Boozed + Infused

Infusing liqueurs at home with inspiring and seasonal ingredients


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Apple Spice Liqueur

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This fall, I was making a big batch of apple butter with some delicious, sweet apples from my parents’ farm. As I cored and peeled the many many apples (and no, I do not yet have an apple peeler/corer), I decided it would be a shame to toss all of those fabulous apple scraps. Even though the worms in my compost bin would love them, I figured there would be a much better use… how about apple spice liqueur?

This recipe is very versatile. Feel free to use any apple variety that you enjoy, and the alcohol of your choice. I had a large bottle of silver rum, and thought it would be great with apples, spices, and brown sugar. You can also use whatever spice combination you prefer.

One of the most common questions I get is about the need to refrigerate the infusions. One of the most important factors in avoiding refrigeration is ensuring your final alcohol content is high enough. My rule of thumb when using an 80 proof spirit is to ensure the original liquor content is at least 50% of the total volume. So if you are placing your ingredients into a quart jar, make sure to fit at least 2 cups of 80 proof liquor. As long as you can close the jar, you can add as much of the other ingredients as you like.

I made three versions of the apple spice liqueur, all of which turned out great. I’m actually going to mix them all together for the final product and bottle them for the holidays.

Apple Spice Liqueur

2 cups Rum or spirit of your choice (480 mL)

1/3 to 1/2 cup brown sugar

1 large cinnamon stick

6 whole allspice

2 cloves

Apple peels or apple slices

Place the first 5 ingredients in a quart jar. Add the apple peels and/or slices until the jar is full. Close the jar tightly and shake to help dissolve the sugar.

Place in a dark, cool spot for about a month, or until it reaches your desired flavor.

Strain and filter the liqueur, bottle, and enjoy!

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Have a very happy Thanksgiving! Cheers~

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Apple Pie Bourbon

Holiday Infusion Ideas

Apple Liqueur


35 Comments

Habanero Honey Whiskey Recipe

If you like whiskey and honey, and a little bit lot of spice, this one is for you!

It is fun to come up with booze infusion ideas for friends. All you have to do is pay attention to things that they like, and do your best to infuse their favorite flavors into their alcohol of choice.

Habanero Honey Whiskey

A friend recently told me that she loves honey whiskey. She also told me that she likes spicy food, “the hotter the better”. That same friend just had a birthday. So her birthday gift was Habanero Honey Whiskey. Well, Habanero Honey Whiskey and glitter, because “glitter and whiskey define me” she said.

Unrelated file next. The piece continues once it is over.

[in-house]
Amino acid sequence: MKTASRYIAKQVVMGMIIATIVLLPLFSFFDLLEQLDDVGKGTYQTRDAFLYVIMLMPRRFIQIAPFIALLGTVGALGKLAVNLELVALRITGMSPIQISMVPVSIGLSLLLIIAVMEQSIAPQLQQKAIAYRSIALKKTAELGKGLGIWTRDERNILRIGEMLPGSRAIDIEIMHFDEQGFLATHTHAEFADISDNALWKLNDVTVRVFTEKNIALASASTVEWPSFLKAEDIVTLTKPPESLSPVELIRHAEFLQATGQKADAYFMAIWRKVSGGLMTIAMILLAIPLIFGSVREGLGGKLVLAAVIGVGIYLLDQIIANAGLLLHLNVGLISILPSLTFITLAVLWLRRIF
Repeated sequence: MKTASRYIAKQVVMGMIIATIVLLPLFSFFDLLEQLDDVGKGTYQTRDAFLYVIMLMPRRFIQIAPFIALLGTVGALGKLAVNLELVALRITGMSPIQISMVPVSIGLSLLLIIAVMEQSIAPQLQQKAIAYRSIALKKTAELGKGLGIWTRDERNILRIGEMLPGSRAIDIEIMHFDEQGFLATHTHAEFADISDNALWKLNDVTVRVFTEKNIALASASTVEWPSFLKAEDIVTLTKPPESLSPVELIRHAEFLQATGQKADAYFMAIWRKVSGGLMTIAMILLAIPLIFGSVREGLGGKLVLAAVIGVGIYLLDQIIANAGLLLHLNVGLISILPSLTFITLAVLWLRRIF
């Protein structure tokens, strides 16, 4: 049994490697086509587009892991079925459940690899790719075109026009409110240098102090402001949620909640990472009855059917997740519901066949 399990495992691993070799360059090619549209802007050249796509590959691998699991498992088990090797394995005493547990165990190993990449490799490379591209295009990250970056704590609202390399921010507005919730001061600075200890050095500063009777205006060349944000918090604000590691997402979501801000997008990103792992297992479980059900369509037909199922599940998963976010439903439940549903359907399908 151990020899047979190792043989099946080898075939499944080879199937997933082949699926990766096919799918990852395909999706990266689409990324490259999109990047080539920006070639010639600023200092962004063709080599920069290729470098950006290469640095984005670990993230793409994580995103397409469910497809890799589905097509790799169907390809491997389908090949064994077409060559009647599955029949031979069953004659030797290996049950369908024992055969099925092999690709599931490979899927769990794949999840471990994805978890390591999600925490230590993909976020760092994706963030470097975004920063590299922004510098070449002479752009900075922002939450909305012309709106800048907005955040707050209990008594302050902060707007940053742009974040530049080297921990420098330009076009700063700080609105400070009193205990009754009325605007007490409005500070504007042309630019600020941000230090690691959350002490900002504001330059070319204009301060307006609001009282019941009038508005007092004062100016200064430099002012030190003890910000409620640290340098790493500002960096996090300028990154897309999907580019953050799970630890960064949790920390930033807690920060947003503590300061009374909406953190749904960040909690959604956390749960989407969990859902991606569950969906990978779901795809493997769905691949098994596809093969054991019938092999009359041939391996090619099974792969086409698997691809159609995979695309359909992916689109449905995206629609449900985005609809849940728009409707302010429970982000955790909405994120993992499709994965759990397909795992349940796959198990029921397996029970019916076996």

Habanero Honey Whiskey

1/4 cup honey (about 85 grams)

1 medium cinnamon stick (about 4 grams)

1 habanero pepper* (optional)

Lemon zest – from about 1/3 to 1/2 of a medium lemon (about 5 grams of zest)

1 1/2 ounces Water

1 cup Bourbon or Whiskey of your choice

Remove the stem of the habanero and quarter the pepper, keeping the seeds intact. Place the first five ingredients in a small saucepan and bring to a simmer on low heat. Simmer for 5-7 minutes, stirring frequently. Remove the habanero with tongs or a fork. Allow the rest of the mixture to cool completely. Strain out the solids with a mesh strainer.

Pour the honey mixture into a pint jar or other infusion vessel. Add the bourbon or whiskey, and close the jar tight. Shake well to combine.

After 24-48 hours, strain through a coffee filter, and let the infusion rest for a few days before drinking.

Depending on how much heat you can take, feel free to use only part of the habanero or omit the seeds.

* Use caution when handling hot peppers. Use gloves if possible and wash hands thoroughly.

Habanero honey whiskey ingredients

This infusion has the sweetness of the honey, the heat of the habanero, and it sure makes me want some honey whiskey!

Do you like your booze spicy?

Infusing honey

Cheers!

Habanery Honey Gliiter Whiskey

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27 Comments

Winter Spice Bourbon Recipe

Happy 2014! My New Year’s Resolution is to infuse more booze! I mean it. I didn’t post very many new recipes last year, and I promise you that this year will be different.

Winter Spice Bourbon

Our first infusion for this year is Winter Spice Bourbon. Let’s get right to it.

Winter Spice Bourbon

1 medium cinnamon stick (about 4 grams)

3 whole cloves

10 whole allspice berries

zest of 1 orange (I peeled it into large strips, but you could use a microplane)

20 grams (about 4 halves) dried plums or other dried fruit (you could use raisins or currants)

2 cups (480 mL) Bourbon or whiskey of your choice

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Combine all ingredients in a large jar or bottle, close tight. Shake well and let it sit for a few days to a few weeks. I filtered mine at 12 days, and the flavor it strong. I think you could certainly filter sooner if it tastes to your liking. Let the infusion rest for a week or so after filtering, the flavor will mellow.